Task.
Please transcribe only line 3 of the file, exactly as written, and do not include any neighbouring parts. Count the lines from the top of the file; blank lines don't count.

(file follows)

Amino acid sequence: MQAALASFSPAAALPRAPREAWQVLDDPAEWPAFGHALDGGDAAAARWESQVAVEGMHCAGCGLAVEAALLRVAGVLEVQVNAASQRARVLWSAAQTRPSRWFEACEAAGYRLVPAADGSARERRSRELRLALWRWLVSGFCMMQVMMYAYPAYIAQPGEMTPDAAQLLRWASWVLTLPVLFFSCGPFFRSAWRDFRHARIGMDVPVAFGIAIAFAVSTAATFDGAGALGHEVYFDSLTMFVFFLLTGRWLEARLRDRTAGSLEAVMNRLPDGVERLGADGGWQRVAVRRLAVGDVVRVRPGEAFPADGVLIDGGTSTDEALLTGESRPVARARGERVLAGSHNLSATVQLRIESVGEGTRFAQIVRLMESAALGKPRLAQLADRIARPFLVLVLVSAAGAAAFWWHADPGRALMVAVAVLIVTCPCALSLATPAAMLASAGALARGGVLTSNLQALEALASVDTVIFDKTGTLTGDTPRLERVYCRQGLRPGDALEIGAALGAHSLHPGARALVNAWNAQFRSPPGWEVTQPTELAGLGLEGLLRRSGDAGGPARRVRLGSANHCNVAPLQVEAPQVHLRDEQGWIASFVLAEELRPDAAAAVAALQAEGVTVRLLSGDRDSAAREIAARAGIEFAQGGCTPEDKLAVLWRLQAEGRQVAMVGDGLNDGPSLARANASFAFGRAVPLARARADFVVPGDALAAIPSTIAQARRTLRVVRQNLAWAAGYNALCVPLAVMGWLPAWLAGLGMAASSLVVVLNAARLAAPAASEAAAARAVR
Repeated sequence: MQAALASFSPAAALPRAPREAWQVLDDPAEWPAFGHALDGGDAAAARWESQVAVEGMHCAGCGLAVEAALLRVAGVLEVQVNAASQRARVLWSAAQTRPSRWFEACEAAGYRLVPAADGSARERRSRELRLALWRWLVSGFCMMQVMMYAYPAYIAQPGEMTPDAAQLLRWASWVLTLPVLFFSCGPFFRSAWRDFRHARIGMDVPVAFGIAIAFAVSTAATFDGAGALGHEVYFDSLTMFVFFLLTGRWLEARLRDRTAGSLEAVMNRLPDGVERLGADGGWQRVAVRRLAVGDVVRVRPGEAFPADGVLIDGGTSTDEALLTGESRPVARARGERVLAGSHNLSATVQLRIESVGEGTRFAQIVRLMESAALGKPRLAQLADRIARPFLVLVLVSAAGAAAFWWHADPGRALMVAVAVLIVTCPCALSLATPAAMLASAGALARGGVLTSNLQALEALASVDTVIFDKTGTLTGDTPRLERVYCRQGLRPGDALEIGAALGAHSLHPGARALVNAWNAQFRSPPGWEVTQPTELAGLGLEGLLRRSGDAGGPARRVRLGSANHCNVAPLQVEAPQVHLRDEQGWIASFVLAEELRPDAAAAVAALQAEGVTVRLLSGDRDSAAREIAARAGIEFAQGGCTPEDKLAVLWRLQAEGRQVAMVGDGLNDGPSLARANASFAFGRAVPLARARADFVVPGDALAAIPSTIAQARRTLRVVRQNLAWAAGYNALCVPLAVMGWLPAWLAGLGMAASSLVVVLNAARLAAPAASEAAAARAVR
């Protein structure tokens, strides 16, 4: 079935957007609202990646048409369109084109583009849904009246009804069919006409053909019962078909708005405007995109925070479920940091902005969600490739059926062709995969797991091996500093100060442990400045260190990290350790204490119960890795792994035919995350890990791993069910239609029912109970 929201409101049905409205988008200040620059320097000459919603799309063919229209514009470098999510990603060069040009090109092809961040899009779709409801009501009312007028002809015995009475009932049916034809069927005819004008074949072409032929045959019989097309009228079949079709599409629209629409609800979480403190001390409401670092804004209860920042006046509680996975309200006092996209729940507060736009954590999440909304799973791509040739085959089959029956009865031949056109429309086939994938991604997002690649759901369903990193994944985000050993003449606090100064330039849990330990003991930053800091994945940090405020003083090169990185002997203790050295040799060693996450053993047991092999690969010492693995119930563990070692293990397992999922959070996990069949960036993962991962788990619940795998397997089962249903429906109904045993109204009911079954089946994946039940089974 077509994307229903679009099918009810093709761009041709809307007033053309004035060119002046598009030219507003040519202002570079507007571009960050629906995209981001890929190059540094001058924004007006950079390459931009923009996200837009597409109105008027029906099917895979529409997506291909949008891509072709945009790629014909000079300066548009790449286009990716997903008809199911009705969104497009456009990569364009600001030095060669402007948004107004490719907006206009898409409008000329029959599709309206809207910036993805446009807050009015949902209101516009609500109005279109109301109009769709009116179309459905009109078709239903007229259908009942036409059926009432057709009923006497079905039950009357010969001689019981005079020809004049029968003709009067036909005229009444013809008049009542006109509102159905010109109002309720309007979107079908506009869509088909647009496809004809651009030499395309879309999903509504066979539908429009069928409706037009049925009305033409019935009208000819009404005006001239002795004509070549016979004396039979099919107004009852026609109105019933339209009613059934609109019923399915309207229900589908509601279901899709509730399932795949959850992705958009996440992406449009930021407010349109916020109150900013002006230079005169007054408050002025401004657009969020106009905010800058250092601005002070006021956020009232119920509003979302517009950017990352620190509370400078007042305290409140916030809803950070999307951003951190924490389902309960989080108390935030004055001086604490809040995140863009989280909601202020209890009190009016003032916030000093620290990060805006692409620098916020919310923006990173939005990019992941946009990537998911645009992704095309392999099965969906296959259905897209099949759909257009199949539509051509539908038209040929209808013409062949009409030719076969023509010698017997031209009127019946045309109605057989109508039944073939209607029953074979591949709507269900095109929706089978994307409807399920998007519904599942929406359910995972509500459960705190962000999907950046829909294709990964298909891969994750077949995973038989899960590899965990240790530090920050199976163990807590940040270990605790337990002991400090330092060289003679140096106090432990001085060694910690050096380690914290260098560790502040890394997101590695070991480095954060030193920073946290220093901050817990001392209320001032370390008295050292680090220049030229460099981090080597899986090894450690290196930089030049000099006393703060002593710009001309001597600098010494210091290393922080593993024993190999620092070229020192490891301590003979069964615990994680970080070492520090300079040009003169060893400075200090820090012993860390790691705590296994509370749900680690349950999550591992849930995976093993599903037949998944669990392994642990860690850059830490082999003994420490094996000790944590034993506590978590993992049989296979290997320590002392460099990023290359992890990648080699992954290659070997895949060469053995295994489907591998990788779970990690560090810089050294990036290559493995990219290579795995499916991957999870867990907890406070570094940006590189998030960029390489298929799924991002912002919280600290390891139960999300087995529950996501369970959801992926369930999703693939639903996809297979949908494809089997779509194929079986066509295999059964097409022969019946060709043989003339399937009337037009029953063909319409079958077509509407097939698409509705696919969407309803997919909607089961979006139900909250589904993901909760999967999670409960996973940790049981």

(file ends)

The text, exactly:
């Protein structure tokens, strides 16, 4: 079935957007609202990646048409369109084109583009849904009246009804069919006409053909019962078909708005405007995109925070479920940091902005969600490739059926062709995969797991091996500093100060442990400045260190990290350790204490119960890795792994035919995350890990791993069910239609029912109970 929201409101049905409205988008200040620059320097000459919603799309063919229209514009470098999510990603060069040009090109092809961040899009779709409801009501009312007028002809015995009475009932049916034809069927005819004008074949072409032929045959019989097309009228079949079709599409629209629409609800979480403190001390409401670092804004209860920042006046509680996975309200006092996209729940507060736009954590999440909304799973791509040739085959089959029956009865031949056109429309086939994938991604997002690649759901369903990193994944985000050993003449606090100064330039849990330990003991930053800091994945940090405020003083090169990185002997203790050295040799060693996450053993047991092999690969010492693995119930563990070692293990397992999922959070996990069949960036993962991962788990619940795998397997089962249903429906109904045993109204009911079954089946994946039940089974 077509994307229903679009099918009810093709761009041709809307007033053309004035060119002046598009030219507003040519202002570079507007571009960050629906995209981001890929190059540094001058924004007006950079390459931009923009996200837009597409109105008027029906099917895979529409997506291909949008891509072709945009790629014909000079300066548009790449286009990716997903008809199911009705969104497009456009990569364009600001030095060669402007948004107004490719907006206009898409409008000329029959599709309206809207910036993805446009807050009015949902209101516009609500109005279109109301109009769709009116179309459905009109078709239903007229259908009942036409059926009432057709009923006497079905039950009357010969001689019981005079020809004049029968003709009067036909005229009444013809008049009542006109509102159905010109109002309720309007979107079908506009869509088909647009496809004809651009030499395309879309999903509504066979539908429009069928409706037009049925009305033409019935009208000819009404005006001239002795004509070549016979004396039979099919107004009852026609109105019933339209009613059934609109019923399915309207229900589908509601279901899709509730399932795949959850992705958009996440992406449009930021407010349109916020109150900013002006230079005169007054408050002025401004657009969020106009905010800058250092601005002070006021956020009232119920509003979302517009950017990352620190509370400078007042305290409140916030809803950070999307951003951190924490389902309960989080108390935030004055001086604490809040995140863009989280909601202020209890009190009016003032916030000093620290990060805006692409620098916020919310923006990173939005990019992941946009990537998911645009992704095309392999099965969906296959259905897209099949759909257009199949539509051509539908038209040929209808013409062949009409030719076969023509010698017997031209009127019946045309109605057989109508039944073939209607029953074979591949709507269900095109929706089978994307409807399920998007519904599942929406359910995972509500459960705190962000999907950046829909294709990964298909891969994750077949995973038989899960590899965990240790530090920050199976163990807590940040270990605790337990002991400090330092060289003679140096106090432990001085060694910690050096380690914290260098560790502040890394997101590695070991480095954060030193920073946290220093901050817990001392209320001032370390008295050292680090220049030229460099981090080597899986090894450690290196930089030049000099006393703060002593710009001309001597600098010494210091290393922080593993024993190999620092070229020192490891301590003979069964615990994680970080070492520090300079040009003169060893400075200090820090012993860390790691705590296994509370749900680690349950999550591992849930995976093993599903037949998944669990392994642990860690850059830490082999003994420490094996000790944590034993506590978590993992049989296979290997320590002392460099990023290359992890990648080699992954290659070997895949060469053995295994489907591998990788779970990690560090810089050294990036290559493995990219290579795995499916991957999870867990907890406070570094940006590189998030960029390489298929799924991002912002919280600290390891139960999300087995529950996501369970959801992926369930999703693939639903996809297979949908494809089997779509194929079986066509295999059964097409022969019946060709043989003339399937009337037009029953063909319409079958077509509407097939698409509705696919969407309803997919909607089961979006139900909250589904993901909760999967999670409960996973940790049981």